Escape the variables, as the biggest danger to your application is user input. city_name is mysqli->real_escape_string ($ this->city_name); WHERE city_name = $city_name. We'll do the same for the subdivision name. $this->subdivision_name; AND subdivision_name = execute the query that you have created. $result = mysqli->query($sql_query).

If there was a match, we turn the postal code if ($row = $result->fetch_associative array, return $row 'postal code'. Save the Address class, then return to the demo file. As we've created a new database class, required at the top. require 'class.Database.inc. This file has gotten a bit long with all the testing, so let's simplify a bit.

Remove the empty address. Next, unset the postal code in the first address to test the new lookup. Then, replace the var export, and display after setting the address properties with an echo address, using the two-string magic method. Remove the Testing magic __get and __set. In the second address, remove the postal code, then replace the explicit call to display with echo $address_2. We don't need to debug the address types anymore, so they can be safely removed.

Save the demo, then return to the browser, and refresh. I can see that the postal codes are still being displayed, but now they're coming from the database. In this chapter, we accessed classes without instantiation. First, I discussed how to use the static keyword. I used the scope resolution operator to access static properties and methods. I demonstrated how to set constant values in the class, which never change, then implemented a static method to validate address type IDs. Finally, I created the database class to only allow one connection at a time.

With this foundation and ability to control access to resources, you have the beginnings of a stable and robust system, logically-structured and named. In the next chapter, I'll add further structure and hierarchy using class relationships.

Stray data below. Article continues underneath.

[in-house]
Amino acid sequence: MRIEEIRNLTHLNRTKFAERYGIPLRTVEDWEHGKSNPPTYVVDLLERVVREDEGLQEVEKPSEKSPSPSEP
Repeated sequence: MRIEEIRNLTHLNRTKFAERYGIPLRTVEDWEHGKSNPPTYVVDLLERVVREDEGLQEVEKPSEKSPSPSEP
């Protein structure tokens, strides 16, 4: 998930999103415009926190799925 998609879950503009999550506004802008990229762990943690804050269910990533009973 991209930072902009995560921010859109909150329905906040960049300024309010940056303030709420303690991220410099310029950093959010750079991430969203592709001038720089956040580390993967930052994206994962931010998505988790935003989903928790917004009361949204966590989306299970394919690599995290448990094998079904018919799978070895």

Find answers to the most frequently asked questions about Object-Oriented Programming with PHP.


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Q: I'm not seeing warnings or errors in my environment like the video; why not?
A: Your PHP configuration is probably configured not to show them to you. This is often true on commercial web hosts and is often the default. Fortunately, there are multiple ways of resolving this.

The easiest way would be to explicitly enable error reporting at the top of the PHP script you wish to debug.

error_reporting(E_ALL | E_STRICT);
ini_set('display_errors', 1);

Alternatively, if you have access to your php.ini file and you want to always have error reporting on, change error_reporting = to a development friendly value of

error_reporting = E_ALL | E_STRICT

then change display_errors = to

display_errors = On

Finally, if access to the php.ini file is not available, you can add the following directives to your .htaccess or VirtualHost configuration for Apache:

php_value error_reporting 32767
php_value display_errors 1

If you would like a development optimized development environment like the one utilized in this course, see Up and Running with Linux for PHP Developers, here in the lynda.com online training library.

Q: This course was updated on 4/10/2013. What changed?

A: The author rerecorded some of the tutorials to add more background information and better graphics.